Major champion Na Yeon Choi 'got goosebumps' with ace in final LPGA event

Na Yeon Choi is going out with a bang — and a new car.

The nine-time LPGA winner and 2012 U.S. Women's Open champion announced her retirement from the LPGA earlier this month. This week's BMW Ladies Championship in Korea, which Choi is playing on a sponsor's exemption, will be the 34-year-old's last event.

In Round 3, Choi gave her fans one last thrill, acing Oak Valley Country Club’s par-3 12th. Thanks to her hole-in-one, the Korean will take home a new BMW X7.

"It fell exactly where I wanted it to, and it rolled in exactly as I imagined it," Choi said after her round. "After I hit it, when the ball was flying over, I got goosebumps. I was still skeptical, and then I knew it went in, but I didn't see the ball, but I wanted to double-check and I didn't feel that I could show my emotions immediately. But then I double-checked, and when I was sure, that's when I got goosebumps all over my body, and I was really happy.

"Of course whenever you ace a hole, you're ecstatic. But at the same time, for me, I think I got kind of emotional because it almost seemed like I was being rewarded for all those years of hard work."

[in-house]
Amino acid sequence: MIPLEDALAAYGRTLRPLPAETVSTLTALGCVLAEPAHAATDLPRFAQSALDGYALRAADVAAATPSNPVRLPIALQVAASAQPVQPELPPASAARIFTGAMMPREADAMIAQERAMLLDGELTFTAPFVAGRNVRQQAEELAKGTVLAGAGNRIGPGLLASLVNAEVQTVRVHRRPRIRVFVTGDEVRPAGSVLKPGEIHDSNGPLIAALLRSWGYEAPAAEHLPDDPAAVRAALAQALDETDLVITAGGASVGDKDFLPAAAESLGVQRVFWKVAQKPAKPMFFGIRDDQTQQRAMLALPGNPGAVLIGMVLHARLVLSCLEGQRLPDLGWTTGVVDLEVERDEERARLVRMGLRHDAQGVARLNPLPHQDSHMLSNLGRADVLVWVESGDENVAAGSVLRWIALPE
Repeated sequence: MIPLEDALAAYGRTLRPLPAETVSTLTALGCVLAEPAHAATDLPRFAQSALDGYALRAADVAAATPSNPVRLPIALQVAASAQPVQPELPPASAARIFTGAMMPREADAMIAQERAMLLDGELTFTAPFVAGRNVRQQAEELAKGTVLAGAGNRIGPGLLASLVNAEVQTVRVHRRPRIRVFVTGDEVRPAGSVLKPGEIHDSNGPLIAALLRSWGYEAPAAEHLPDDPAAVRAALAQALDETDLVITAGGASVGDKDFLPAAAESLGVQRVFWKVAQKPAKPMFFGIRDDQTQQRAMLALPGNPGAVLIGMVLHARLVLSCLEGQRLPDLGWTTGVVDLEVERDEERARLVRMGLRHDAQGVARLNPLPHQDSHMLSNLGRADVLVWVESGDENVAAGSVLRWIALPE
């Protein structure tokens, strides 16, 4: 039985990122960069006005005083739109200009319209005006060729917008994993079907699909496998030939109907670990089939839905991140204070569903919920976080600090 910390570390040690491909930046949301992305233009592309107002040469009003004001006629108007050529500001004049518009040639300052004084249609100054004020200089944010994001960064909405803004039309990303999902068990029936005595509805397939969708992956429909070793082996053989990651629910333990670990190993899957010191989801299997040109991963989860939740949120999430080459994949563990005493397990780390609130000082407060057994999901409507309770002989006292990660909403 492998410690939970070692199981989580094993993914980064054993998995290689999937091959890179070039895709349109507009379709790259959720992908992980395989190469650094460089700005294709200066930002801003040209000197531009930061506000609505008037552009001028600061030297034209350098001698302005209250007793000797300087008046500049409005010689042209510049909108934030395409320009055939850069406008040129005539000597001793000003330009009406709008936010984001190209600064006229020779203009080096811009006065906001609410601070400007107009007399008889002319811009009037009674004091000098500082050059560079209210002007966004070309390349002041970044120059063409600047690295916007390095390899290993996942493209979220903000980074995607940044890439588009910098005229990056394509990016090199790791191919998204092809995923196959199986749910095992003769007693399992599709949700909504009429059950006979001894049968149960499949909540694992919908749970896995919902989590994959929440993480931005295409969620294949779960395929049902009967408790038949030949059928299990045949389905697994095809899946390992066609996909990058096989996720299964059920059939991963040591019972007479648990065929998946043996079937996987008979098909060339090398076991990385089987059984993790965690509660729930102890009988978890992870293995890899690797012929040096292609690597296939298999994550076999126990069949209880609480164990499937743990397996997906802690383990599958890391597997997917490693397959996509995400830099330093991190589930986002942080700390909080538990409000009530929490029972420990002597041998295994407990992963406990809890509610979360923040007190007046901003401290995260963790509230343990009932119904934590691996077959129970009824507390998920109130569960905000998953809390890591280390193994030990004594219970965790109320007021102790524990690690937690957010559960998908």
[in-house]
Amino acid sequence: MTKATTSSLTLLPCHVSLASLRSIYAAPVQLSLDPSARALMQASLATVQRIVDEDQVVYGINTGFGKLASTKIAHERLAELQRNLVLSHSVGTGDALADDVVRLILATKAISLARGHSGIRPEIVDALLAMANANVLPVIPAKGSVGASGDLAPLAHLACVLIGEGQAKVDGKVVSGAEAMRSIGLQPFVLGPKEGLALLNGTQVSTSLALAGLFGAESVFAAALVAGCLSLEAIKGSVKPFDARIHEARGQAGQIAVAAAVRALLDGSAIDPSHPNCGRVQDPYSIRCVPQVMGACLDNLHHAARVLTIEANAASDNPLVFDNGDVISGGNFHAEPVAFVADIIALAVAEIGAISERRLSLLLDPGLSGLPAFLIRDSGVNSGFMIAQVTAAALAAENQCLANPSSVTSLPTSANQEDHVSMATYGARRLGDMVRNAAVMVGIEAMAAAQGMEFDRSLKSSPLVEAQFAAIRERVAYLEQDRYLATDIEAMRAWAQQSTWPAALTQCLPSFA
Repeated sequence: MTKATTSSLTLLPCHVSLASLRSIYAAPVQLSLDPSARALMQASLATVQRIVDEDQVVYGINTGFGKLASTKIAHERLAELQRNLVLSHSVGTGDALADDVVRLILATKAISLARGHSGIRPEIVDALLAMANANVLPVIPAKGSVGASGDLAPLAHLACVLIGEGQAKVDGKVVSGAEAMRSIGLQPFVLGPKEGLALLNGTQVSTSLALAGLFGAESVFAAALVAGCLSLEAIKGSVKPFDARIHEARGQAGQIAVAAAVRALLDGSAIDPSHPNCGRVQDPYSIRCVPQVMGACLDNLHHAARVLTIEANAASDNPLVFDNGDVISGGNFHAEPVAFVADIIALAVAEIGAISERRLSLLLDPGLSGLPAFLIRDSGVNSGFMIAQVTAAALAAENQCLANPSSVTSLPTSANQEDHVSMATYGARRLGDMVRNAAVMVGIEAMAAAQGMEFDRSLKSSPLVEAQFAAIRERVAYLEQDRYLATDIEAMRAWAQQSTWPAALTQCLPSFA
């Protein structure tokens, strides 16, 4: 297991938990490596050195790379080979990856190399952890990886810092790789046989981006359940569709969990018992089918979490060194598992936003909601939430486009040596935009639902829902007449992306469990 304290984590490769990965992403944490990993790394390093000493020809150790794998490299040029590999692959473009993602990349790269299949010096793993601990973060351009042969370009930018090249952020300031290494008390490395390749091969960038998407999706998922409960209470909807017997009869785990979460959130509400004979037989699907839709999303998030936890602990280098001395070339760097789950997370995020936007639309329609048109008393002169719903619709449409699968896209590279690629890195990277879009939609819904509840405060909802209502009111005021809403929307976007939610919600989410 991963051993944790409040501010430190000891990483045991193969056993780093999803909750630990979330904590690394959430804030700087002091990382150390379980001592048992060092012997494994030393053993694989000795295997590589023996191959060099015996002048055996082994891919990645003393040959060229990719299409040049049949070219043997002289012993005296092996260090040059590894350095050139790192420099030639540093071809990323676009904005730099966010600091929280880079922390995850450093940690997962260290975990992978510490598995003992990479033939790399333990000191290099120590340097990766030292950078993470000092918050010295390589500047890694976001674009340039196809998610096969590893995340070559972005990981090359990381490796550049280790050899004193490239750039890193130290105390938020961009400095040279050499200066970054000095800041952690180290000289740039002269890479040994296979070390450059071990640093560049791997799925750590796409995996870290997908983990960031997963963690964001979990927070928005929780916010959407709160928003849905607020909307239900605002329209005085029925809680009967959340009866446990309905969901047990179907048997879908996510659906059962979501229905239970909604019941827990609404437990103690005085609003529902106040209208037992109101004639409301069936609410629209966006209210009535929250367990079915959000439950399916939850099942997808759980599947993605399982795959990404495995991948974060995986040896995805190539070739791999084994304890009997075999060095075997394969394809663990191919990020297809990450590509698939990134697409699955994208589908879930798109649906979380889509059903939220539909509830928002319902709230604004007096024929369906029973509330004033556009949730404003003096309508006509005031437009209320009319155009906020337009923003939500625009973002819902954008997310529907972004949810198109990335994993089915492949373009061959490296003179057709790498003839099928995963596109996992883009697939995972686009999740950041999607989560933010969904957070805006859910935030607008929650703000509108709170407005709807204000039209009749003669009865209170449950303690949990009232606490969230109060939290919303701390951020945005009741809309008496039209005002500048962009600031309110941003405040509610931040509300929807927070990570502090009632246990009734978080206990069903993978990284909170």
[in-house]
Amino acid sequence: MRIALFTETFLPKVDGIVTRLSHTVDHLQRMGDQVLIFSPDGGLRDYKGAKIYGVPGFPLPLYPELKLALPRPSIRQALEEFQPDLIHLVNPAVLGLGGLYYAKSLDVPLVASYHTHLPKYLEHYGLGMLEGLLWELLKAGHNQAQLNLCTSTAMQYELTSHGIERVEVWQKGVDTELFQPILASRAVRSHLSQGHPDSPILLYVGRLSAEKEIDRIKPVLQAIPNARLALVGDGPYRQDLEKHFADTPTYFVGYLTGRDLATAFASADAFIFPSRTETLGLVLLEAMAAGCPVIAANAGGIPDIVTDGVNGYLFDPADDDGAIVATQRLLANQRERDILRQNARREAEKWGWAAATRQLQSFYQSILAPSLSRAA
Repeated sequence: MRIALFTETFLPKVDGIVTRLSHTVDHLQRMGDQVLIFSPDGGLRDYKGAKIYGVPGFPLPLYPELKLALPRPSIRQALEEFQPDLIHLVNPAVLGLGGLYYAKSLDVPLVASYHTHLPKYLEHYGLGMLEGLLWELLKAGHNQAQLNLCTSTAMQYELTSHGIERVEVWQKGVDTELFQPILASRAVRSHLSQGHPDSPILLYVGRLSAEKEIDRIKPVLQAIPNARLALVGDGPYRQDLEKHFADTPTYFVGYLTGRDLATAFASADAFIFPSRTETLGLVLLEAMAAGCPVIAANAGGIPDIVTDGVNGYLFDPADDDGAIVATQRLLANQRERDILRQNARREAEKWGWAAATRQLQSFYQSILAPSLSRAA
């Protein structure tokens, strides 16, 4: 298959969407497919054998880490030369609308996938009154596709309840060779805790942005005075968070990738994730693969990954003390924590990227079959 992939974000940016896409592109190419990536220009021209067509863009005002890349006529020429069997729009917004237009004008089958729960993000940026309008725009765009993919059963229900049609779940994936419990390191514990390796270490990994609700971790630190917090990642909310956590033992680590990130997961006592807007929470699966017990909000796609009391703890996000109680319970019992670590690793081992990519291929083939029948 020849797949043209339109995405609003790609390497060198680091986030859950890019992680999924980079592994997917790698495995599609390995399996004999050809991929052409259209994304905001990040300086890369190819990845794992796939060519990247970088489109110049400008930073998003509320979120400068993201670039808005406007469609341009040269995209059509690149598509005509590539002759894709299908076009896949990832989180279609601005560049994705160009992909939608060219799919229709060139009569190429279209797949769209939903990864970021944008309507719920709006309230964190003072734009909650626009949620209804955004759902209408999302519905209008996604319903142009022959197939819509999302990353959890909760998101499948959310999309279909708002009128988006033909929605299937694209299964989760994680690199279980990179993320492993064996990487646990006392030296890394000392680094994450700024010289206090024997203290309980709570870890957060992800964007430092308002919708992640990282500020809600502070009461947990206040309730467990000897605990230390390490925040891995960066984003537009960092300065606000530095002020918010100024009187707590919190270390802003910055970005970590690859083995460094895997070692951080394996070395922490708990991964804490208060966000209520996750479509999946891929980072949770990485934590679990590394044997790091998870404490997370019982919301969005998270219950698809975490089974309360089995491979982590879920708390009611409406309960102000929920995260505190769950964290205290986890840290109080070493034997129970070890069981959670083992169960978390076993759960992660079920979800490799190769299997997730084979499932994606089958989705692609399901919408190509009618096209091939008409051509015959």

There was a time when Choi was considering not playing her home event.

"At one point, there was a little pressure," she said, "so I did contemplate skipping this event, but I'm really glad that I did not, and I think by doing well today, especially with the hole-in-one, I've given (the Korean fans) a gift in return."

Full-field scores from the BMW Ladies Championship

Inspired by legend Se Ri Pak, Choi has played professionally for 18 years. She joined the LPGA in 2008 after three years on the KLPGA. Her parents sold their gas station and restaurant to help fund her career, and she rose as high as No. 2 in the world and collected roughly $11 million in career earnings.

Recently, however, Choi's production has dipped. She hasn't recorded a top-10 on the LPGA since the 2019 Dow Great Lakes Bay Invitational.

At the beginning of the year, she was considering retirement, and then halfway through the season, Choi decided now was the right time.

"I have been playing for a long time, and I really want to start something new as fast as I can, and what that’s going to be, I have no idea," Choi said Wednesday at a pre-tournament press conference. "But I have no regrets with my career as a golfer, and I’m sure that I’m probably going to end up doing something related to golf, but I’m very excited to start the second chapter."

With that, she’ll be driving a new BMW into the next stage of her life.